Heartless (Pennyroyal #2)

My reviews of all 7 Pennyroyal Series books.


One of my most favorite regency romance series is Julie Anne Long’s Pennyroyal Green series. It currently stands at 7 books (the latest came out on Tuesday). I have re-read the series multiple times because I can’t help myself. And so I am taking the opportunity of this most recent release to review each book individually. I will go in order of the series, one review per day for the next seven days.

1) The Perils of Pleasure

[Spoilers ahead…]

Like No Other Lover (Pennyroyal #2)

Published in November 2008 by HarperCollins/Avon.

Summary from Long’s website:

It’s the last chance for Cynthia Brightly, the ton’s most bewitching belle. Driven out of London by a secret scandal, she mustfind a grand husband at the Redmonds’ house party before word of her downfall spreads all over England. Unfortunately, someone at Pennyroyal Green is already privy to the whispers of broken engagements and dueling lovers: Miles Redmond, renowned explorer and—thanks to his brother’s disappearance—heir to the family’s enormous fortune.

Miles set his sights on Cynthia once, at a time when the ambitious beauty thought herself too good for a second son. But now he’s the heir apparent, relishing in his control. He strikes a bargain with her: he’ll keep Cynthia’s steamy secrets and help her find a husband among the guests—in exchange for a single kiss.

What could be the harm in a simple kiss? Cynthia is about to discover that it’s enough to unleash fierce passion-and that Miles Redmond is most certainly like no other lover in the world.

Unlike The Perils of Pleasure, it took me much longer to get into this book and into the relationship between the two protagonists, Miles and Cynthia. The characters are stand-offish, which is the point. Miles has goals in life. He wants to continue his adventures abroad to foreign locales and to be a famous author of natural histories (there are even hints that he may be the next president of the Royal Society). Cynthia is a poor woman who must marry before a scandal and the reality of her financial status become well known. They are each scrambling to set up the future they desire. And since Miles can only secure the funding he needs for his upcoming trip by marrying the woman his father demands, he cannot marry Cynthia. And since Cynthia must marry, she cannot waste time pining for Miles. Inevitably, they only desire each other.

To the outside world, they each present themselves as people without hearts. Miles is cold, calculated, and stiff, trapped in a role created by his position in the Remond family. At one point, Long writes, “but beneath his amusement sizzled irritation. I’ve a heart, too, he wanted to say. I’m not just gravity. I can be furious. I could do something rash. I could suffer torments.” But Cynthia, who most perceive to be flighty, fickle, and silly, reads their differing, heartless personas very keenly. She says to Miles at one point, ““I know what you think of me, Miles. I know what you-have thought of me. But I have a heart. I do have a heart. I just cannot afford to use it. Don’t you see? Why can’t you see this? Whereas you—may play at all of this as much as you like. There will always be someone for you. And that is the difference: I cannot afford to use my heart. And you—you choose not to use yours.”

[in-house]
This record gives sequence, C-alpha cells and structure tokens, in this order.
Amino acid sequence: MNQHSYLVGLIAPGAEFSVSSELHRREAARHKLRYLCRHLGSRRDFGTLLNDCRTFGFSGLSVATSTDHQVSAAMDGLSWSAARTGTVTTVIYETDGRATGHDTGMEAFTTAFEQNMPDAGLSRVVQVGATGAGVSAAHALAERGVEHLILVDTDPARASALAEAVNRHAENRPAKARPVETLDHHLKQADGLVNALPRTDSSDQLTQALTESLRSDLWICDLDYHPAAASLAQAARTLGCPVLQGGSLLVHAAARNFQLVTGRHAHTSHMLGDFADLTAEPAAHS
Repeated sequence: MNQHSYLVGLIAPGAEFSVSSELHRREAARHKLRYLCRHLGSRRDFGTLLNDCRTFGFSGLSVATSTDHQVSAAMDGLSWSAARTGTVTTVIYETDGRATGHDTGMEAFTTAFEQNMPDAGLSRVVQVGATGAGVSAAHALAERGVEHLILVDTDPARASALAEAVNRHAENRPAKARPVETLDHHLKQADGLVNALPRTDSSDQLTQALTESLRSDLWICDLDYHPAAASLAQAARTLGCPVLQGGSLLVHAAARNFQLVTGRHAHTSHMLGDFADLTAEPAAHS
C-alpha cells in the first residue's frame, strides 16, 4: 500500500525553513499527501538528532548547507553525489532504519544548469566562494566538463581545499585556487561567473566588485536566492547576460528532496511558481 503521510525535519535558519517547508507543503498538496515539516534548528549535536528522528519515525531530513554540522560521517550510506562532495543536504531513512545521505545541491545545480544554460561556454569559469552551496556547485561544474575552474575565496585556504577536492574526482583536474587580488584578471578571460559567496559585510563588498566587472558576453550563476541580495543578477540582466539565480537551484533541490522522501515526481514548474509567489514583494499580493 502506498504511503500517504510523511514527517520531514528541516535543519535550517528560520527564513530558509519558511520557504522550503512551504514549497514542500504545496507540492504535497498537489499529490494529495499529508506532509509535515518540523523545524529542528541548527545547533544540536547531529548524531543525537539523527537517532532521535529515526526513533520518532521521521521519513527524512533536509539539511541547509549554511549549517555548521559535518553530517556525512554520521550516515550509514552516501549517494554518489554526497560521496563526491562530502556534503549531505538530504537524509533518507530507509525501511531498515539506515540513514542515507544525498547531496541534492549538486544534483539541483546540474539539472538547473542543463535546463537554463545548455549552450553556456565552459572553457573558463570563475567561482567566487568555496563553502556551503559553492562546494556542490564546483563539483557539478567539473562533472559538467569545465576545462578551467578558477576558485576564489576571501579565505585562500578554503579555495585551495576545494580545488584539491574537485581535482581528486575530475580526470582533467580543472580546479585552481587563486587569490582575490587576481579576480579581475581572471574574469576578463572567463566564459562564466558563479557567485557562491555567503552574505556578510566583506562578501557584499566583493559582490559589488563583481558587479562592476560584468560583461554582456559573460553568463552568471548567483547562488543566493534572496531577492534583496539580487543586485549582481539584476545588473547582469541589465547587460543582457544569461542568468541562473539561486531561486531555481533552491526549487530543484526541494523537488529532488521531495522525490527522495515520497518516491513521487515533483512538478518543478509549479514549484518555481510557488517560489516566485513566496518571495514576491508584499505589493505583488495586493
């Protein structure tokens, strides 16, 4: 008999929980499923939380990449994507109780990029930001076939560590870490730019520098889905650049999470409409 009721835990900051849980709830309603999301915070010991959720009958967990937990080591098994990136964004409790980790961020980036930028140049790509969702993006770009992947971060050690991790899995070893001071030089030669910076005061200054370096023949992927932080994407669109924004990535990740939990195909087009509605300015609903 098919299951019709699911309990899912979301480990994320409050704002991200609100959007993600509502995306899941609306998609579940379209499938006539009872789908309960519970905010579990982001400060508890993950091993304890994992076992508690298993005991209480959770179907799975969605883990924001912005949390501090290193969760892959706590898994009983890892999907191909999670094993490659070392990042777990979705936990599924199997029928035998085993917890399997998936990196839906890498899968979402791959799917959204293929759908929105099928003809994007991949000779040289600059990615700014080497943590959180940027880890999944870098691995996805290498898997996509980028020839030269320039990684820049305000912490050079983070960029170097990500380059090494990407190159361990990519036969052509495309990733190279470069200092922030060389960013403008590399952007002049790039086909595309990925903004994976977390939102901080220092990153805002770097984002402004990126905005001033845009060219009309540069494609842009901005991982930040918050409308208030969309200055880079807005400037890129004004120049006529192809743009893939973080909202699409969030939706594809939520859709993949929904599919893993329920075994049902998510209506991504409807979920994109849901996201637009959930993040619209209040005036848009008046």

And it is through his relationship with Cynthia that Miles comes to understand how he has chosen to hide behind the role of the even-keeled, emotionless scholar: “I want you to know…that you’re wrong on one count, Cynthia. I have a heart. I have only…recently discovered this. Ironic, isn’t it? Given that I’ve made rather a life out of discovery. And I wish to God I had a choice. I wish to God I could…because if I could…” Cynthia stops him and flees the conversation. As she knows, having a heart is not at all useful to either one of their futures.

One of Long’s great strengths is that she uses the sensual and sexual scenes in her novels to advance the plot and to reveal the characters. Not only are the scenes incredibly well written but they do something for the story. If you skim them, you lose important details.

When Miles and Cynthia finally have sex in the novel, each character finds in it a wholeness to themselves. Miles believes that “it might very well be the first and last time he used his body for its truest purpose.” And Cynthia, immediately afterward, while making the decision to finally leave the Redmonds’ home and Miles, assesses the impact that Miles has had on her heart and her life:

He’d broken her heart open like an egg, but inside was…the whole world. And as she looked back at him, she felt the serrated edges of her heart in her chest. But also a sort of dizzying vastness: she could face anything now. Loving and being loved had given her that kind of strength, and a sort of permanent safety she could carry with her forever. So she would not be spending her life with him. Life was not fair: that’s what made it interesting. And she had probably been much luckier, in her day, than anyone had a right to expect.

Of course, I will not tell you specifically how this ends. You will be satisfied, that I promise you.

I would be remiss to finish this review without mentioning how incredibly FUNNY this book is. One scene in particular (and if you’ve read the book you know *exactly* what I’m talking about) will have you laughing out loud wherever you are when you read it. I think the first time I read the scene, I actually cried because I laughed so hard.

Despite the slow beginning, I enjoyed Like No Other Lover immensely. I give it 4 out of 5 stars.

Purchase it: AmazonBarnes and Noble

Next up: Since the Surrender (hint: this is the only book in the series I did not like).

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